Artist Update: Charles Harrington
Charles Harrington arrived at Creative Catalyst in 2006. We filmed and produced Acrylic Landscapes the Watercolor Way with Charles Harrington. We interviewed him again in July, 2015 to find out what was happening on his creative path.
What have you been doing since filming here at Creative Catalyst?
Primarily, I have tried to divide my time between conducting workshops and maintaining some level of studio work. Increased gallery sales has caused priorities to lean toward studio work.
In addition, I have participated in selected exhibitions in an effort to stay active in the art societies in which I hold a signature membership.
This year (2015) I will be the juror for the National Oil and Acrylic Society 25th anniversary Best of America exhibition. I will also be doing a workshop in conjunction with that event. http://www.noaps.org/html/workshop_ch.html
I have also enjoyed participating in a number of plein air events and actually conducted a couple of plein air workshops. ( the next three images are examples )
Brady & Main_12x12 acrylic_plein air
Did creating a video change your career path in any way?
I can't really say that the video changed my career path, however the CCP video, my North Light book, and multiple magazine publications definitely raised my visibility in the art community and by doing so created a market for my workshops.
Charles Harrington_Gypsy_16x12 acrylic_plein air
Tell us how your art has changed / evolved in the last few years:
I don't think that my interest in subject matter has changed a great deal. The Ozark mountains of Arkansas seems to provide all of the inspiration and subject matter I currently need; however, a couple of market related issues have motivated significant changes in the way I create my paintings.
My CCP DVD workshop focused on acrylics applied much the same as traditional watercolor on watercolor paper. Although that is a terrific combination, for me at this time two limitations are inherent in that process. These are the size of available paper and the need to frame the finished work under glass. These limitations became critical to me when I needed to create large works up to 48" x 64". At sizes this large I obviously had to get away from both paper and the glass; however, I wanted to retain the same aesthetic.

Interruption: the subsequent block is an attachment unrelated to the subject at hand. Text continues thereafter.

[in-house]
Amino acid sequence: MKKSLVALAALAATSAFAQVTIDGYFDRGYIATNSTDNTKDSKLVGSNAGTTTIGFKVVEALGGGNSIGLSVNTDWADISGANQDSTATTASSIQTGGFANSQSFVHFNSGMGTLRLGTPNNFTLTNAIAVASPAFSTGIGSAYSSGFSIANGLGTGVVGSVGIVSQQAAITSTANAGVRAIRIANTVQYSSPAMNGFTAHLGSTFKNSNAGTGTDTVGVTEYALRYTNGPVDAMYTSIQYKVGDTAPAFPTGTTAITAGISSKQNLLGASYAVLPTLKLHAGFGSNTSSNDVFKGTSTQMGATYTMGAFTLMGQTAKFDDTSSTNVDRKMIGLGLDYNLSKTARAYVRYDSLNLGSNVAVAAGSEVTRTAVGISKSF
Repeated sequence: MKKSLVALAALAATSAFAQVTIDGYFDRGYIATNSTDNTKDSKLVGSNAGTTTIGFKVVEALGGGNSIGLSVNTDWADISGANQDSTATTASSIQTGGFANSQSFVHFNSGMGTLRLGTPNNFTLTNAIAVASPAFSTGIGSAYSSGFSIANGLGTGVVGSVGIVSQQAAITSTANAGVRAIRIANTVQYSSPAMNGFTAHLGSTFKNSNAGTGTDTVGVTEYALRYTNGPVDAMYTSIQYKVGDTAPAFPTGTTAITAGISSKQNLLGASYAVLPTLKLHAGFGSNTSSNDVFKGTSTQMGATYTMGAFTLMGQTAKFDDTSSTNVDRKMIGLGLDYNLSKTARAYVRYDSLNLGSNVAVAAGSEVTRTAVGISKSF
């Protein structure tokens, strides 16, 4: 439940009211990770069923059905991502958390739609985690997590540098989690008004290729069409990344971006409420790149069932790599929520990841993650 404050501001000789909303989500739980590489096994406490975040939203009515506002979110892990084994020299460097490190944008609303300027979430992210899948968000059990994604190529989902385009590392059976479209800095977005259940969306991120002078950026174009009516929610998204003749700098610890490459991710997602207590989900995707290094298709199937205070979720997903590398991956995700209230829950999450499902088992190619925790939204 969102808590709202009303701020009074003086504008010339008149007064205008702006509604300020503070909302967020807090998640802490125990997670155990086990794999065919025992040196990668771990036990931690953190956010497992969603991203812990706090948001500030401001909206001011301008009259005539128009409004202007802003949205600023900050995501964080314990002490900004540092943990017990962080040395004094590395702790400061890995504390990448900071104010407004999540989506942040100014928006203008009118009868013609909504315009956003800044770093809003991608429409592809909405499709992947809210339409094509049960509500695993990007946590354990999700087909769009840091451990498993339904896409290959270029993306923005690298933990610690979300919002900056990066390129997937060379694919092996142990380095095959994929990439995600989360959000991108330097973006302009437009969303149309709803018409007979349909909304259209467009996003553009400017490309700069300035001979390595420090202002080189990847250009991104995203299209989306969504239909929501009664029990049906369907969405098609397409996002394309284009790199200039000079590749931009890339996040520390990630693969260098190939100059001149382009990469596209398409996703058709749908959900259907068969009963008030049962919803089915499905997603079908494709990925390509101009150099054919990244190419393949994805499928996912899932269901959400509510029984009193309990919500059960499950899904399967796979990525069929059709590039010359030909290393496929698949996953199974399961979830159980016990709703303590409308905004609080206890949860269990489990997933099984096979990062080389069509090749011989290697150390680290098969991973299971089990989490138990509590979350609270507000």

This problem actually became a blessing. I had to develop a process that would allow me to retain the aesthetic of transparency that I had learned to enjoy on watercolor paper yet applied to canvas in a much larger format. The tremendous versatility of acrylics made the transition much easier than I expected.
Currently, I apply acrylics to canvas by substituting acrylic medium for the water that is traditionally used to thin a wash of watercolor or acrylic. Because of it's viscosity the acrylic paint and acrylic medium mixture stays where applied on a vertical surface much the same as an application of oils yet dries transparent, translucent or opaque depending on the amount of medium in the mix. The resulting aesthetic can be virtually the same as a transparent wash of watercolor without the need to frame it under glass and without the size limitation imposed by available watercolor paper. One might consider this process a hybrid between watercolor and oil application techniques taking advantage of the best characteristics of both.
New Hay_12x12 acrylic_plein air
What subjects, styles, materials are catching your interest these days?
I am still mostly interested in landscapes and landscapes with buildings, although I am beginning to include more human figures in the narrative. T
I am still interested in the interaction between the natural environment and the man made contribution to his environment. As a former architect, I remain interested in man made structures.
Winter Tapestry_24x24 acrylic